News of the U.S. government's secret surveillance programs that targeted phone records and information transmitted on the Internet has done more than spark a debate about privacy. Some people are reviewing and changing their online habits.
Last month former government contractor Edward Snowden leaked documents revealing that the National Security Agency, as part of its anti-terrorism efforts, had collected the phone records of millions of Americans. A second NSA program called PRISM forces major Internet firms to turn over the detailed contents of communications such as emails, video chats, pictures and more.
Across the Internet, computer users are talking about changes small and large -- from strengthening passwords and considering encryption to ditching cellphones and using cash over credit cards. The conversations play out daily on Reddit, Twitter and other networks, and have spread to offline life with so-called "Cryptoparty" gatherings in cities including Dallas, Atlanta and Oakland, Calif.
Christopher Shoup, a college student from Victorville, Calif., has been encouraging friends to converse on Cryptocat, a private messaging program that promises users they can chat "without revealing messages to a third party."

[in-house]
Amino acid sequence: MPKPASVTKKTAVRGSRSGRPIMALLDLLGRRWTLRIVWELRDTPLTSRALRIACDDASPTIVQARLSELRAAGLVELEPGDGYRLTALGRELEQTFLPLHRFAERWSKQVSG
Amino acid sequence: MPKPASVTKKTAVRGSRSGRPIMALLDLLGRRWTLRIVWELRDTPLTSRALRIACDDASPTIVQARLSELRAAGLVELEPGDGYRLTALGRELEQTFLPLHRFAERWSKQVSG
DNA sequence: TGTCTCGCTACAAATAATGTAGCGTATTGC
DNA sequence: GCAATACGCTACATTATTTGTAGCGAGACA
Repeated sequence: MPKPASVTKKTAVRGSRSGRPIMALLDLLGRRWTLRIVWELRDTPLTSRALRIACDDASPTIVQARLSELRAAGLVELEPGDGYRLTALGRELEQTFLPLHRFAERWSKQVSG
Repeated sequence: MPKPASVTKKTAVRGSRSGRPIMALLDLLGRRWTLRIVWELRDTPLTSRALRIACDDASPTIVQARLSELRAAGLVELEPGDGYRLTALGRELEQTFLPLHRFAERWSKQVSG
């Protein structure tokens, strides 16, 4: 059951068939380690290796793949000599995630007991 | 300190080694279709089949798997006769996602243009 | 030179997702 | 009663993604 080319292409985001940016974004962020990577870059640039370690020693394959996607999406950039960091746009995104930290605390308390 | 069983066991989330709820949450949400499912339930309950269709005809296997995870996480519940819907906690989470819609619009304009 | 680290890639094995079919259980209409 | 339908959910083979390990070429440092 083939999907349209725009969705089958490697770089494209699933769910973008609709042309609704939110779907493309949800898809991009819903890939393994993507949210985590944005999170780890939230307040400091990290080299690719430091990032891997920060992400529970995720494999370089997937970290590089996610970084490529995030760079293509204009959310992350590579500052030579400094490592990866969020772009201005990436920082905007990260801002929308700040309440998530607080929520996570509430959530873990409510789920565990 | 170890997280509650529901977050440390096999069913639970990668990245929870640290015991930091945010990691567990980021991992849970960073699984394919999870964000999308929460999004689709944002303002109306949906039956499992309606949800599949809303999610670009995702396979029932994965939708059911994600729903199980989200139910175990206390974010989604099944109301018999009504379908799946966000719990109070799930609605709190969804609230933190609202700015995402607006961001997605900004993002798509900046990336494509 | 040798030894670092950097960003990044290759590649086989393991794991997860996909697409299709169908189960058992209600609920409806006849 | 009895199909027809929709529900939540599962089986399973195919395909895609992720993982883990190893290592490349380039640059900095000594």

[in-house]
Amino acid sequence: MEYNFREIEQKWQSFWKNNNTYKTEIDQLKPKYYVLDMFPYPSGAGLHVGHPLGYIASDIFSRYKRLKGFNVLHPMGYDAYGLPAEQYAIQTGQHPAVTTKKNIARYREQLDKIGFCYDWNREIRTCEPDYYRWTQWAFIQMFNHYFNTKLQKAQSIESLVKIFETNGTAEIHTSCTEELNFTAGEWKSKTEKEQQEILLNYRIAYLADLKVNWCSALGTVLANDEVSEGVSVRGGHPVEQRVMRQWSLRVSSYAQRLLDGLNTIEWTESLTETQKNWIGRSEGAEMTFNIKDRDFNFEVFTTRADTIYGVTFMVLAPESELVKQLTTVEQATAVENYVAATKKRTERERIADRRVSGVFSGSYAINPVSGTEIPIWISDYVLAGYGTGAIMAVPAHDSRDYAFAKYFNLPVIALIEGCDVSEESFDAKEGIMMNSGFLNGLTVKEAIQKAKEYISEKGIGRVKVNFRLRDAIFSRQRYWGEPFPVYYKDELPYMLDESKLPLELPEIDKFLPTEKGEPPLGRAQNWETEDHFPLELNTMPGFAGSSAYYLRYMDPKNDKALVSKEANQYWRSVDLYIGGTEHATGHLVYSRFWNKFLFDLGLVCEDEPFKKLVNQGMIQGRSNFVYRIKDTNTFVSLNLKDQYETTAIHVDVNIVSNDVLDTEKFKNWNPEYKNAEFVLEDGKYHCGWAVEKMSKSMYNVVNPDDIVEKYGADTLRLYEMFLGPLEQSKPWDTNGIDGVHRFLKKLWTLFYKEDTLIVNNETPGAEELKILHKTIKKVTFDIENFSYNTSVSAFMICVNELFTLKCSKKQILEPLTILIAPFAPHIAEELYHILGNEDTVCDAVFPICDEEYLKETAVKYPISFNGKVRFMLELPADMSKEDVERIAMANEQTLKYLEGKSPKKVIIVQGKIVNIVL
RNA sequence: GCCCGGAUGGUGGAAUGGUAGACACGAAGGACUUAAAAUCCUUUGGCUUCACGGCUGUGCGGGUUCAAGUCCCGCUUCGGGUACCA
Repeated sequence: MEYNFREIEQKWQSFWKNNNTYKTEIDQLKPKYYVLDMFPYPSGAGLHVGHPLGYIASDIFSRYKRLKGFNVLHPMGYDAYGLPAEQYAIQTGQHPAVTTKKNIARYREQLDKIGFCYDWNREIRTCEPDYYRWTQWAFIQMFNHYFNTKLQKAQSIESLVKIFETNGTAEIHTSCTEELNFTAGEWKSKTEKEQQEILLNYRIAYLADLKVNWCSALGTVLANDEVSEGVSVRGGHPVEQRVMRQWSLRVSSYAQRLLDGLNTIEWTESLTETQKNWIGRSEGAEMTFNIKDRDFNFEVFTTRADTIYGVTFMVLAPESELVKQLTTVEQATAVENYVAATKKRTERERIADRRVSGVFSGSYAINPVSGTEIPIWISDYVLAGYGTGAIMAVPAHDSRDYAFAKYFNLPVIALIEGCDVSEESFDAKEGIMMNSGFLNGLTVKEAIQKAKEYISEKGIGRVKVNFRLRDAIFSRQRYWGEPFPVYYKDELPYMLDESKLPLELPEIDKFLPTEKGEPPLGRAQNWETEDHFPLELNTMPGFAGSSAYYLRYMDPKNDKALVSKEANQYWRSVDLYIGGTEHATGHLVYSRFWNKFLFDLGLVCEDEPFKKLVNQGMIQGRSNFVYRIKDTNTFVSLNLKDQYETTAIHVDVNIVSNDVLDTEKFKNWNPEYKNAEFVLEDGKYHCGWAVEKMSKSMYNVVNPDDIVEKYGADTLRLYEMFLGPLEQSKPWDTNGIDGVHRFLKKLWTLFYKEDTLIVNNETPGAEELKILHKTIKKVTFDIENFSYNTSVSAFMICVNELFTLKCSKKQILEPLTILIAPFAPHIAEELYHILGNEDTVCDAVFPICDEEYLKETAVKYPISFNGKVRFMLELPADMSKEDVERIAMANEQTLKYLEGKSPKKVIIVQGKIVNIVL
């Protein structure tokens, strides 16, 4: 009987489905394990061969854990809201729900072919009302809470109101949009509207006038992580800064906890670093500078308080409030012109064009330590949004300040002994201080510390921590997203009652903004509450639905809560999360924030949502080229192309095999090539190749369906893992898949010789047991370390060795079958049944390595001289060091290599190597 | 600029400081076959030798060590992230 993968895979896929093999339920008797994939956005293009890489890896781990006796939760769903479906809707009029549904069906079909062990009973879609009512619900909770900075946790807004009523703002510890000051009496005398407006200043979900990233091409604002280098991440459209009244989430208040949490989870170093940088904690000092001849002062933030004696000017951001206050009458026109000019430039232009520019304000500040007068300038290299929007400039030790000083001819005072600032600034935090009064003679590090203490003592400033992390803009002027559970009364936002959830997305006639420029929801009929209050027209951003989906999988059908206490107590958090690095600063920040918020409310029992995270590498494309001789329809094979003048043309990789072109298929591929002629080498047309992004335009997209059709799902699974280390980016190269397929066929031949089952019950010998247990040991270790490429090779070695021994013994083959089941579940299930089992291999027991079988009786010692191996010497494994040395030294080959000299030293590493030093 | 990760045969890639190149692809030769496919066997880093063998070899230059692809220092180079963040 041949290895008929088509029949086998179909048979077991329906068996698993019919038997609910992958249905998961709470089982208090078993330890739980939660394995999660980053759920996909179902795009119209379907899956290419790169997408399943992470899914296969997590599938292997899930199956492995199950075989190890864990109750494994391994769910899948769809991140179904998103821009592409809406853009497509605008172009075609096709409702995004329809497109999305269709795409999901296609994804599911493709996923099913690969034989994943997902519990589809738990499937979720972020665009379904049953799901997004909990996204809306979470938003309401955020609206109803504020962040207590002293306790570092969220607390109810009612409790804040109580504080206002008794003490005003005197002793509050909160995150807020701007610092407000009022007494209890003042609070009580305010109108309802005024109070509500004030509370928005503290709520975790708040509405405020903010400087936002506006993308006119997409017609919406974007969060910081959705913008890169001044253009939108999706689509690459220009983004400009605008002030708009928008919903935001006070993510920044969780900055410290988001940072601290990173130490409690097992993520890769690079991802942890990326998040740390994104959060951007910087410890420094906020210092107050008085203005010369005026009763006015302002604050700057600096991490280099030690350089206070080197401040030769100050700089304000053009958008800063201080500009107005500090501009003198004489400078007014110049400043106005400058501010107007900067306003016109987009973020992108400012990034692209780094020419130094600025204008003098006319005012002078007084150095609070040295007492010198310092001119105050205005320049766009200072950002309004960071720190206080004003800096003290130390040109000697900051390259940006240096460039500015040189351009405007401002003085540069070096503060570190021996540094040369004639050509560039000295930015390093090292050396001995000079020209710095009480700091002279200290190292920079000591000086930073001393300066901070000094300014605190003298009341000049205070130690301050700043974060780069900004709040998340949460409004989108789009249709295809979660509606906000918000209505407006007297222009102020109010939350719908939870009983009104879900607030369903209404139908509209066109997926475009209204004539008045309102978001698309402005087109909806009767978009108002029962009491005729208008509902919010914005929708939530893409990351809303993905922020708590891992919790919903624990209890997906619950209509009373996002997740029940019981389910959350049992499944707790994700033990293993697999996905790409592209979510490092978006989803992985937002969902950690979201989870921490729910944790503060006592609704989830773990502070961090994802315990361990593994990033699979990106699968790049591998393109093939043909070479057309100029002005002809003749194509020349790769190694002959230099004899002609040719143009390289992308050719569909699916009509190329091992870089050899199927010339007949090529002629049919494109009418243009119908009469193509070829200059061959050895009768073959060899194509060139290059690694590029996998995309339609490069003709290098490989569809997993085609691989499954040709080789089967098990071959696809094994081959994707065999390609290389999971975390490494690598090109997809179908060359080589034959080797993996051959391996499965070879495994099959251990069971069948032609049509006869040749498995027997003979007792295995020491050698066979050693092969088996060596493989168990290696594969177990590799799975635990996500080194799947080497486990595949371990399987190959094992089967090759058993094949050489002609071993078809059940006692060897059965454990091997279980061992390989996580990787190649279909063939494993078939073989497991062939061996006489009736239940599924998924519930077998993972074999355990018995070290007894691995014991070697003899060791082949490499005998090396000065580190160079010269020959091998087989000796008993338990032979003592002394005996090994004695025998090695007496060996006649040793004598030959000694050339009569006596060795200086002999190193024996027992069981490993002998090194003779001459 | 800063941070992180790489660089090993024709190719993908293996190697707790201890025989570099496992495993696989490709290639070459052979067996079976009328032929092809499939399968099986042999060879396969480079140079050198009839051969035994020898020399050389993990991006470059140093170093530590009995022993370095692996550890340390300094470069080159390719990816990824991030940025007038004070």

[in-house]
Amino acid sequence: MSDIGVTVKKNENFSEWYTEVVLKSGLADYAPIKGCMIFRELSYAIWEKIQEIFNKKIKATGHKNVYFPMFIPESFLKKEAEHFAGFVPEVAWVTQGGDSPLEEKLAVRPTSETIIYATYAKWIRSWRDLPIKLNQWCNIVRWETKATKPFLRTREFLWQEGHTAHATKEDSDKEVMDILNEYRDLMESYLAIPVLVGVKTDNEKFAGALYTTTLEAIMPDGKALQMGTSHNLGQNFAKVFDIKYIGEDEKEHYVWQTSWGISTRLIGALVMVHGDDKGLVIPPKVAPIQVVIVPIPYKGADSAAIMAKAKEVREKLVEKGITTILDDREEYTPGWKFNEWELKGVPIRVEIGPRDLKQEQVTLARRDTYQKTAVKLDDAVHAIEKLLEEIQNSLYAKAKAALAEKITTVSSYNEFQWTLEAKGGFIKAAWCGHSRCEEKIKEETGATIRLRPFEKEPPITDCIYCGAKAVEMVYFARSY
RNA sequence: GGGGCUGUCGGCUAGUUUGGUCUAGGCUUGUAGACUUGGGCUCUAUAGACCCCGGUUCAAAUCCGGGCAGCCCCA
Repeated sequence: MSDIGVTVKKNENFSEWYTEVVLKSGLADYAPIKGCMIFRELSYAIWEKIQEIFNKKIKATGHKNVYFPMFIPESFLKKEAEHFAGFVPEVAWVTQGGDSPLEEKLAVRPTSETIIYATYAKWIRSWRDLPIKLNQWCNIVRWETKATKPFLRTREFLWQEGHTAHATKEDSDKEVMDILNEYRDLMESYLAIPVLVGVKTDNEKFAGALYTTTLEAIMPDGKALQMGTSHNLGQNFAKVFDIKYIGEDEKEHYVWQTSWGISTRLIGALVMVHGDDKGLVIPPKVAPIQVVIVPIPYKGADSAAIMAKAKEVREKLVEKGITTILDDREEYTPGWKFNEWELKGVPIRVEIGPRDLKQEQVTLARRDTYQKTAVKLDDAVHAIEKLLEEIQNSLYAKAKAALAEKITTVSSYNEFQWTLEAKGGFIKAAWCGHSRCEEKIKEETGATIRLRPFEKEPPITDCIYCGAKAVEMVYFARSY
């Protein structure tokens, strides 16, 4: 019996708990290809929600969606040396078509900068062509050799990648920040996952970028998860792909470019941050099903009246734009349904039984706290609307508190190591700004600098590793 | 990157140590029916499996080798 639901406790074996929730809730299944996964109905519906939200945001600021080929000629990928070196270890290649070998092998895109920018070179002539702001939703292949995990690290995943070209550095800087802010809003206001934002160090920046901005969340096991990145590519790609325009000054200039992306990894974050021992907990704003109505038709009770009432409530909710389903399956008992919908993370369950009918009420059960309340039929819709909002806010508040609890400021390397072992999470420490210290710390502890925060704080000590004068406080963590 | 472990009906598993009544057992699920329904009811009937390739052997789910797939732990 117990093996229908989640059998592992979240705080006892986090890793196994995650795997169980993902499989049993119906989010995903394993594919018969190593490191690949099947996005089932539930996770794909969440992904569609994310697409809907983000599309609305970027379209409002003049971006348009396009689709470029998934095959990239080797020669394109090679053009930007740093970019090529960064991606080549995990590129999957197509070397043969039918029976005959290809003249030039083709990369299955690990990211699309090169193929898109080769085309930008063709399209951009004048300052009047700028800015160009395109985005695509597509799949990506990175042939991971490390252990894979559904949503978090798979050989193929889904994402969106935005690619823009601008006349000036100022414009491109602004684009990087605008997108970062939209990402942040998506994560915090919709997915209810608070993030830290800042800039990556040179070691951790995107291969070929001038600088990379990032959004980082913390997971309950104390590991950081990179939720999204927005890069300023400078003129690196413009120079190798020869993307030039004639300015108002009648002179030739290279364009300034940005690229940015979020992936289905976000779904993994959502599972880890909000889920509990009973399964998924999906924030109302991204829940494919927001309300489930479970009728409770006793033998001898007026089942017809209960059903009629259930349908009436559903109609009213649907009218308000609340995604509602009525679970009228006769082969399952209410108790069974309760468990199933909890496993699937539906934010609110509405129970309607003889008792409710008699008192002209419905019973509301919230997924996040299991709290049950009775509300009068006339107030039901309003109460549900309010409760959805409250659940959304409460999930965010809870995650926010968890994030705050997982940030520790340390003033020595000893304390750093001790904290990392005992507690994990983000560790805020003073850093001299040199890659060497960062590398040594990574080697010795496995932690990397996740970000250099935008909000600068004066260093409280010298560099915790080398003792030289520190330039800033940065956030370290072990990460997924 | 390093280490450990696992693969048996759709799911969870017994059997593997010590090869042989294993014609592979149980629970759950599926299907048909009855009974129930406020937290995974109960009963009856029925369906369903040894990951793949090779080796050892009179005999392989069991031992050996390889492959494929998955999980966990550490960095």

Cryptocat said it nearly doubled its number of users in two days after Snowden revealed himself as the source of leaks about the NSA's programs.
Two search engine companies billed as alternatives to Google, Bing and Yahoo are also reporting significant surges in use.
DuckDuckGo and Ixquick both promise they don't collect data from users or filter results based on previous history. DuckDuckGo went from 1.8 million searches per day to more than 3 million per day the week after the NSA revelations came to light. Ixquick and sister site Startpage have gone from 2.8 million searches per day to more than 4 million.
DuckDuckGo's website warns of the pitfalls of Internet search engines, including third-party advertisements built around a user's searches or the potential for a hacker or rogue employee to gain access to personal information.